In just a few days, Special Forces candidates will descend upon 15 North Carolina counties to take part in “Robin Sage”, the final test of the Special Forces Qualification Course.

Special Forces candidates will attempt to free the fictional country of Pineland by entering the area of operations, linking up with a guerrilla force and helping them conduct UW operations and overthrow the government.

Ft. Bragg soldiers will take part playing the part of opposing forces as well as friendly guerrilla freedom fighters also known as the Pineland resistance movement.

The exercise’s fictional country of Pineland spans Rowan, Alamance, Anson, Cabarrus, Chatham, Davidson, Guilford, Hoke, Montgomery, Moore, Randolph, Richmond, Scotland, Stanly, and Union counties.

Throughout the exercise, Special Forces candidates and Robin Sage role players not only conduct training missions such as controlled assaults and key-leader engagements but also live, eat and sleep in civilian areas.

All Robin Sage movements have been coordinated with public safety officials in the towns and counties hosting the training. Residents may hear blank gunfire and see occasional flares. Controls are in place to ensure no risk to people or property.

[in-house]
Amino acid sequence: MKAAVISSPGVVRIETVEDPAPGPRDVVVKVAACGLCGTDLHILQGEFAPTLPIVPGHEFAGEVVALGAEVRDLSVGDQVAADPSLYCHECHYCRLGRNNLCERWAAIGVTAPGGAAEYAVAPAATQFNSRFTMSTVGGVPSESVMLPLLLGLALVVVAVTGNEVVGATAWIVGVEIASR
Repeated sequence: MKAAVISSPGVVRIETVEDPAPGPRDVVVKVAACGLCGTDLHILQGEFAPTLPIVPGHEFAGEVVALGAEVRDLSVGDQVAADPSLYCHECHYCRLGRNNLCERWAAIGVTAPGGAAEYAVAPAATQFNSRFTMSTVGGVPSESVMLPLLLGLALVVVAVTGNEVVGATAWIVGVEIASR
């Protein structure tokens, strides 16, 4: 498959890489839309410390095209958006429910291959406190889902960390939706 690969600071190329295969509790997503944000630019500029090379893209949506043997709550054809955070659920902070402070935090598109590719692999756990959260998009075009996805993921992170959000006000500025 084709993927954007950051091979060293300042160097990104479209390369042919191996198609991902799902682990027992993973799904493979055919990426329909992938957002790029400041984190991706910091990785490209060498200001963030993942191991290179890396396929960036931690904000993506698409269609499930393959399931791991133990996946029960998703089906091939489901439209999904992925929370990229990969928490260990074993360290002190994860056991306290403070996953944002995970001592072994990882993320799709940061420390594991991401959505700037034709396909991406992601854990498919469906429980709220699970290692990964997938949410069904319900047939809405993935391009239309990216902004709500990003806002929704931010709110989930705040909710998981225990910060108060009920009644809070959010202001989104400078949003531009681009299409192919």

Robin Sage, Prospective SF Students Should Study Up on Pineland

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Residents with concerns should contact local law enforcement officials, who will then contact exercise control officials.

Robin Sage is the final rite of passage for Green Berets and has been since 1974. Civilians from the area take an active role in the operations and act as role players throughout the exercise. Many know the area of operations and can navigate without the use of a map across large areas in the exercise. Their dedication and assistance is invaluable to the Special Forces candidates and provides a valuable lesson for future SF operators.

Upon the successful completion of Robin Sage, soldiers will graduate the Special Forces Qualification Course, don their Green Berets for the first time and move on to their initial assignments in the Special Forces Regiment.

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Photo courtesy DOD